Building the closet

Spent the day impersonating a cabinet maker, poorly. Having worked in an actual cabinet shop it always pains me to try to do this in my jury-rigged workshop where nothing is flat, square, plumb, or level. As a boatbuilder those things don’t matter terribly much to me, but for building boxes, a dead flat 8×8 Melamine surface and a table saw that isn’t powered by a hamster is helpful. I surprise myself with what I am able to do accurately with a circular saw but the process is slow and annoying.

The cabinet I’m building is basically just a copy of something you can buy off the shelf from IKEA for about the same price as I’m spending in materials. What doing it ourselves accomplishes is being able to use higher-quality Russian birch plywood instead of pressboard so the right side of this can serve a structural function supporting the counter. A day to build and a day to paint and you’re probably coming out even on labor to the price of a decent quality cabinet. The reason I like copying IKEA cabinets is so I can still take advantage of some of their clever organizers that are made to fit.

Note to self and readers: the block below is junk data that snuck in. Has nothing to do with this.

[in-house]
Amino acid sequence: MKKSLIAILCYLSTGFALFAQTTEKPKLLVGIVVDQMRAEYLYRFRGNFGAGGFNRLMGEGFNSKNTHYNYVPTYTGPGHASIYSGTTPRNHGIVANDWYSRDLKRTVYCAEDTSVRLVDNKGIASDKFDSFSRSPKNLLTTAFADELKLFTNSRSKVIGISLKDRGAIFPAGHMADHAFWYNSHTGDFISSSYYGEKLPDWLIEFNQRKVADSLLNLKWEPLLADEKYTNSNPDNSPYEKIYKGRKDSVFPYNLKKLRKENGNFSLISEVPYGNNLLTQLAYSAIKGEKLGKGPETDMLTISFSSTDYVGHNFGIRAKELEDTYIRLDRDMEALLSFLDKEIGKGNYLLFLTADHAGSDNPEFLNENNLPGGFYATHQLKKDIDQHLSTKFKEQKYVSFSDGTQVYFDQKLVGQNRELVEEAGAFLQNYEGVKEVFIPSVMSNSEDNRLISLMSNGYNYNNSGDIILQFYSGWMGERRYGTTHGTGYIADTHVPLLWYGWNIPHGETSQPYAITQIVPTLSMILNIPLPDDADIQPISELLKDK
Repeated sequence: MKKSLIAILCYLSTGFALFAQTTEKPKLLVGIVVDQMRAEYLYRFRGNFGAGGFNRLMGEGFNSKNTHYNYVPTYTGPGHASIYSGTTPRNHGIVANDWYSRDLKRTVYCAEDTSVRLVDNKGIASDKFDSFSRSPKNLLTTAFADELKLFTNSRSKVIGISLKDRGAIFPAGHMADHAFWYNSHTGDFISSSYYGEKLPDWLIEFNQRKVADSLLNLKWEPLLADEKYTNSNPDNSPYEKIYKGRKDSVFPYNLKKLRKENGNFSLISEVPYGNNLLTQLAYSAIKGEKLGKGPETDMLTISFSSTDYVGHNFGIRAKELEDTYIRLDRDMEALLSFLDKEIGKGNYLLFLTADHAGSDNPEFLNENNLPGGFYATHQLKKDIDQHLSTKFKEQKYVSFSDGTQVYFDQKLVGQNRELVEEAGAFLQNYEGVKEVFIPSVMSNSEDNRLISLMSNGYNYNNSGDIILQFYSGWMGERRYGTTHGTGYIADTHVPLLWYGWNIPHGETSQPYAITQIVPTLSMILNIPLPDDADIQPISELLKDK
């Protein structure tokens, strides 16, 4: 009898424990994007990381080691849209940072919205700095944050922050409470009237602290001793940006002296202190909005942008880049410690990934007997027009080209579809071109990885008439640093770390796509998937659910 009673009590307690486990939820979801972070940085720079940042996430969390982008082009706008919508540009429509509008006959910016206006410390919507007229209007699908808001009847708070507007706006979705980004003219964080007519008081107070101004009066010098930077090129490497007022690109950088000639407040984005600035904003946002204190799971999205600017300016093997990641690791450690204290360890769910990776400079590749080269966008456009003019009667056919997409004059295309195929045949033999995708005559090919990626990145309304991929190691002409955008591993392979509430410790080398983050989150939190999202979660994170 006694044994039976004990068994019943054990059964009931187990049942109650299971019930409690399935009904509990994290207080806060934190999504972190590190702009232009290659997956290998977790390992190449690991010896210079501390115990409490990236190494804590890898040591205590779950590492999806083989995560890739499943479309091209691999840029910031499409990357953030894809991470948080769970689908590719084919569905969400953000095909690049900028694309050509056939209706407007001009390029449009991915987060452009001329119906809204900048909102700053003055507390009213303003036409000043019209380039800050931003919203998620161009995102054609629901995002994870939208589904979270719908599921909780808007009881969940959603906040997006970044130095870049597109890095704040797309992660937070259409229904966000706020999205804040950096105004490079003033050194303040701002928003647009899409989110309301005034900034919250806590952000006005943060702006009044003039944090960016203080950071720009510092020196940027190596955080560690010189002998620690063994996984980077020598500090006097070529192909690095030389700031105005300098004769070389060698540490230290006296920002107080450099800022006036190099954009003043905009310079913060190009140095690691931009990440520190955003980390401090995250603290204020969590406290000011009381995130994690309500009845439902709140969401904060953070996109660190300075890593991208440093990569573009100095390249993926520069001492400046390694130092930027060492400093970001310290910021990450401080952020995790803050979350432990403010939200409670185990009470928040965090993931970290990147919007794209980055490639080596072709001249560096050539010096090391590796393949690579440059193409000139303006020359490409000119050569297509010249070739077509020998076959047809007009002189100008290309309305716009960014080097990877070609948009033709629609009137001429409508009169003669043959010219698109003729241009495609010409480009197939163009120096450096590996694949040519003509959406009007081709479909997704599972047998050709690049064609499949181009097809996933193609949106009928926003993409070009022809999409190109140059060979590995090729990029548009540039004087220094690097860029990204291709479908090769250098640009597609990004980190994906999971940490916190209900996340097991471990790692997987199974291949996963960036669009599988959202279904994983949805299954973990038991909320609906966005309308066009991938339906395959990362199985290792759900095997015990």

I have to admit that I was scared of concealed hinges for a long time. They just looked like complicated little robots that I would never be able to figure out much less place correctly with proper spacing and reveals. I felt silly when I finally learned how to do it, because with the help of a handy jig these are actually easier to install than regular hinges and the three directional adjustability is so nice if a door isn’t sitting quite right. I always start by making a mock up with a few scrap pieces of plywood and physically mounting a hinge just to make sure that things are ending up where I expect them to on the various thicknesses of material.

For tiny houses and vans I use a lot of half inch birch ply. You can go a little bit cheaper and use shop grade but what I like about the better stuff is that it’s usually solid enough that I can sand and paint the edges without having to edge band or add a face frame, which saves a step.

– Brian

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